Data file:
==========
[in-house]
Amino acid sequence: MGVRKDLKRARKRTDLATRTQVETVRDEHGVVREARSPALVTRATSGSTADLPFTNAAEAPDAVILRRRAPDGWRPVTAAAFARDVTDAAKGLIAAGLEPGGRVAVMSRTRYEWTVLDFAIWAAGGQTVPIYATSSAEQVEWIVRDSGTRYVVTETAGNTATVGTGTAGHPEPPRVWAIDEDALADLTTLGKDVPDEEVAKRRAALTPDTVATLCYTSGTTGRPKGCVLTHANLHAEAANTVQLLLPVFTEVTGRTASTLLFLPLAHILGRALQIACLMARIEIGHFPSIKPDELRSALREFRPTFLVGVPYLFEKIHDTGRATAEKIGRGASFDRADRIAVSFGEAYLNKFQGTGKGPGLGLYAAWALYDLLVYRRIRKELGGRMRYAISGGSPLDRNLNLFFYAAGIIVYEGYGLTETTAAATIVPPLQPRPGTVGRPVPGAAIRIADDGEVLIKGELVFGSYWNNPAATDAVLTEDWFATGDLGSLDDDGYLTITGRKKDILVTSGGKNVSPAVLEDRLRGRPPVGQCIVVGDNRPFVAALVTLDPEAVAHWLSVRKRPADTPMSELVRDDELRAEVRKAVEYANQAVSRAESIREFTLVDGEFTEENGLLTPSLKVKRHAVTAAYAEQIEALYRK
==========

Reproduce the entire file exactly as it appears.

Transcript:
[in-house]
Amino acid sequence: MGVRKDLKRARKRTDLATRTQVETVRDEHGVVREARSPALVTRATSGSTADLPFTNAAEAPDAVILRRRAPDGWRPVTAAAFARDVTDAAKGLIAAGLEPGGRVAVMSRTRYEWTVLDFAIWAAGGQTVPIYATSSAEQVEWIVRDSGTRYVVTETAGNTATVGTGTAGHPEPPRVWAIDEDALADLTTLGKDVPDEEVAKRRAALTPDTVATLCYTSGTTGRPKGCVLTHANLHAEAANTVQLLLPVFTEVTGRTASTLLFLPLAHILGRALQIACLMARIEIGHFPSIKPDELRSALREFRPTFLVGVPYLFEKIHDTGRATAEKIGRGASFDRADRIAVSFGEAYLNKFQGTGKGPGLGLYAAWALYDLLVYRRIRKELGGRMRYAISGGSPLDRNLNLFFYAAGIIVYEGYGLTETTAAATIVPPLQPRPGTVGRPVPGAAIRIADDGEVLIKGELVFGSYWNNPAATDAVLTEDWFATGDLGSLDDDGYLTITGRKKDILVTSGGKNVSPAVLEDRLRGRPPVGQCIVVGDNRPFVAALVTLDPEAVAHWLSVRKRPADTPMSELVRDDELRAEVRKAVEYANQAVSRAESIREFTLVDGEFTEENGLLTPSLKVKRHAVTAAYAEQIEALYRK